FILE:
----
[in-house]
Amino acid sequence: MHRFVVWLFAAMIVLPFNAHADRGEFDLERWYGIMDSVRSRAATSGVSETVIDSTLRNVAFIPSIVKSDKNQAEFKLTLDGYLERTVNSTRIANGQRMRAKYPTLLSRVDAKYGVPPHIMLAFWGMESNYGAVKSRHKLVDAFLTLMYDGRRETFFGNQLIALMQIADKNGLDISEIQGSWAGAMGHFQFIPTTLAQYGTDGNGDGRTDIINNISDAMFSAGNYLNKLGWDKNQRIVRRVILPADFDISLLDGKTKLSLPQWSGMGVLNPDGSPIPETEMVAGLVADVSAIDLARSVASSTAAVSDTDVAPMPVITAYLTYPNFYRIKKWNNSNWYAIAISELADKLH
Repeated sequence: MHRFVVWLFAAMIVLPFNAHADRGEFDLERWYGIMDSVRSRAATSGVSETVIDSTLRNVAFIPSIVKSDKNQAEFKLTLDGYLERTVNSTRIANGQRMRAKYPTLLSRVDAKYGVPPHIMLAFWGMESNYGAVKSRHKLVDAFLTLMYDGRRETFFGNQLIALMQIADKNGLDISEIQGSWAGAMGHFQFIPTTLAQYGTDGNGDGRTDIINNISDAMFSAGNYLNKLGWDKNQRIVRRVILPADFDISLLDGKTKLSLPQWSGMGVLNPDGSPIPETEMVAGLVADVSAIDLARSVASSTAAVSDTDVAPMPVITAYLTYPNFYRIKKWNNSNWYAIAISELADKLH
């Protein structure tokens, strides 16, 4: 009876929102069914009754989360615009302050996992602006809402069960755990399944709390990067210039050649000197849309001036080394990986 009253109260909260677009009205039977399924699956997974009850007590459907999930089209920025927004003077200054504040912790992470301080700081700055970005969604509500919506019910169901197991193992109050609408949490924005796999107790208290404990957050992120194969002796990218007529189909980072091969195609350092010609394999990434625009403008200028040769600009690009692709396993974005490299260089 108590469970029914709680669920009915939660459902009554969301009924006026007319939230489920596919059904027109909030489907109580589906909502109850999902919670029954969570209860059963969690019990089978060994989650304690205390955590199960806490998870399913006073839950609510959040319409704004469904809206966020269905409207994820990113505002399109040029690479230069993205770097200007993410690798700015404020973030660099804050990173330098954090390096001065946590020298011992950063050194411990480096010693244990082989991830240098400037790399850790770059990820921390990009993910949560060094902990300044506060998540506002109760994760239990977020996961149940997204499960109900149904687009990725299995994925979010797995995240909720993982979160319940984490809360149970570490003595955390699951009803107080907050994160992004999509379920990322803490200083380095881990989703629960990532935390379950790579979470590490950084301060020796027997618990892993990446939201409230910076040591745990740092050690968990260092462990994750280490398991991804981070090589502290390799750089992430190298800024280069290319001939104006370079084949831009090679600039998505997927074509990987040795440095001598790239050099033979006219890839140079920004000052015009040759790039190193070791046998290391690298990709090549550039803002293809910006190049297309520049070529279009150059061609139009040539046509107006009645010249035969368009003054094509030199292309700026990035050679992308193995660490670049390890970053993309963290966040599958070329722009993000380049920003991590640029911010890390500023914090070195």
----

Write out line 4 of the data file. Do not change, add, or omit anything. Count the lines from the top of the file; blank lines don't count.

């Protein structure tokens, strides 16, 4: 009876929102069914009754989360615009302050996992602006809402069960755990399944709390990067210039050649000197849309001036080394990986 009253109260909260677009009205039977399924699956997974009850007590459907999930089209920025927004003077200054504040912790992470301080700081700055970005969604509500919506019910169901197991193992109050609408949490924005796999107790208290404990957050992120194969002796990218007529189909980072091969195609350092010609394999990434625009403008200028040769600009690009692709396993974005490299260089 108590469970029914709680669920009915939660459902009554969301009924006026007319939230489920596919059904027109909030489907109580589906909502109850999902919670029954969570209860059963969690019990089978060994989650304690205390955590199960806490998870399913006073839950609510959040319409704004469904809206966020269905409207994820990113505002399109040029690479230069993205770097200007993410690798700015404020973030660099804050990173330098954090390096001065946590020298011992950063050194411990480096010693244990082989991830240098400037790399850790770059990820921390990009993910949560060094902990300044506060998540506002109760994760239990977020996961149940997204499960109900149904687009990725299995994925979010797995995240909720993982979160319940984490809360149970570490003595955390699951009803107080907050994160992004999509379920990322803490200083380095881990989703629960990532935390379950790579979470590490950084301060020796027997618990892993990446939201409230910076040591745990740092050690968990260092462990994750280490398991991804981070090589502290390799750089992430190298800024280069290319001939104006370079084949831009090679600039998505997927074509990987040795440095001598790239050099033979006219890839140079920004000052015009040759790039190193070791046998290391690298990709090549550039803002293809910006190049297309520049070529279009150059061609139009040539046509107006009645010249035969368009003054094509030199292309700026990035050679992308193995660490670049390890970053993309963290966040599958070329722009993000380049920003991590640029911010890390500023914090070195």